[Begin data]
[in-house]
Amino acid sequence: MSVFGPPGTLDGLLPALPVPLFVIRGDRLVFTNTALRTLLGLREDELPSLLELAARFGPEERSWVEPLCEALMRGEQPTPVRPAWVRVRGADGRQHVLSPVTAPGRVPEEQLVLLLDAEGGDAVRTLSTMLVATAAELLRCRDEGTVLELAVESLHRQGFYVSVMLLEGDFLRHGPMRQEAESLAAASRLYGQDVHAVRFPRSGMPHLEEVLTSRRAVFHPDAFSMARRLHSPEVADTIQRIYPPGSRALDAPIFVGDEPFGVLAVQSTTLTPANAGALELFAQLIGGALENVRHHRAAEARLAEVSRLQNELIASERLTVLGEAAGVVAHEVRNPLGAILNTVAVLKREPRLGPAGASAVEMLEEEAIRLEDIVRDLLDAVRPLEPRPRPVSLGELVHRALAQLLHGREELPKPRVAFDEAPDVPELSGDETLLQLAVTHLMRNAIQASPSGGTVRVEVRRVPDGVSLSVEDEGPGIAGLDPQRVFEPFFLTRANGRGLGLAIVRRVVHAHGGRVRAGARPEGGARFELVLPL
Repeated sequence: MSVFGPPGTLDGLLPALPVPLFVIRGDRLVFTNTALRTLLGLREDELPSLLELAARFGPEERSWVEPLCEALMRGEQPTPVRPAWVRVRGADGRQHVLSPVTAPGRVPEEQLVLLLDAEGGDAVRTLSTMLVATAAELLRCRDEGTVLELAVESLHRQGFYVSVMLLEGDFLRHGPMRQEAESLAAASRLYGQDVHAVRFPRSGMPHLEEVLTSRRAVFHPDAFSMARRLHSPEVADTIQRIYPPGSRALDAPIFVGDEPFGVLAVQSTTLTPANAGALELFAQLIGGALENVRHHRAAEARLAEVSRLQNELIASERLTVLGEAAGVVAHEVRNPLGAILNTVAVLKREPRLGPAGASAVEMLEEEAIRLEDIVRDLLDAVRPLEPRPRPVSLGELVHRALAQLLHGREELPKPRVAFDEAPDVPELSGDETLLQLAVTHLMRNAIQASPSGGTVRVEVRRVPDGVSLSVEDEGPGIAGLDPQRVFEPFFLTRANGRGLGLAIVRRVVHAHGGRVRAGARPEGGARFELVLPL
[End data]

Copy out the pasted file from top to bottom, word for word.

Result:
[in-house]
Amino acid sequence: MSVFGPPGTLDGLLPALPVPLFVIRGDRLVFTNTALRTLLGLREDELPSLLELAARFGPEERSWVEPLCEALMRGEQPTPVRPAWVRVRGADGRQHVLSPVTAPGRVPEEQLVLLLDAEGGDAVRTLSTMLVATAAELLRCRDEGTVLELAVESLHRQGFYVSVMLLEGDFLRHGPMRQEAESLAAASRLYGQDVHAVRFPRSGMPHLEEVLTSRRAVFHPDAFSMARRLHSPEVADTIQRIYPPGSRALDAPIFVGDEPFGVLAVQSTTLTPANAGALELFAQLIGGALENVRHHRAAEARLAEVSRLQNELIASERLTVLGEAAGVVAHEVRNPLGAILNTVAVLKREPRLGPAGASAVEMLEEEAIRLEDIVRDLLDAVRPLEPRPRPVSLGELVHRALAQLLHGREELPKPRVAFDEAPDVPELSGDETLLQLAVTHLMRNAIQASPSGGTVRVEVRRVPDGVSLSVEDEGPGIAGLDPQRVFEPFFLTRANGRGLGLAIVRRVVHAHGGRVRAGARPEGGARFELVLPL
Repeated sequence: MSVFGPPGTLDGLLPALPVPLFVIRGDRLVFTNTALRTLLGLREDELPSLLELAARFGPEERSWVEPLCEALMRGEQPTPVRPAWVRVRGADGRQHVLSPVTAPGRVPEEQLVLLLDAEGGDAVRTLSTMLVATAAELLRCRDEGTVLELAVESLHRQGFYVSVMLLEGDFLRHGPMRQEAESLAAASRLYGQDVHAVRFPRSGMPHLEEVLTSRRAVFHPDAFSMARRLHSPEVADTIQRIYPPGSRALDAPIFVGDEPFGVLAVQSTTLTPANAGALELFAQLIGGALENVRHHRAAEARLAEVSRLQNELIASERLTVLGEAAGVVAHEVRNPLGAILNTVAVLKREPRLGPAGASAVEMLEEEAIRLEDIVRDLLDAVRPLEPRPRPVSLGELVHRALAQLLHGREELPKPRVAFDEAPDVPELSGDETLLQLAVTHLMRNAIQASPSGGTVRVEVRRVPDGVSLSVEDEGPGIAGLDPQRVFEPFFLTRANGRGLGLAIVRRVVHAHGGRVRAGARPEGGARFELVLPL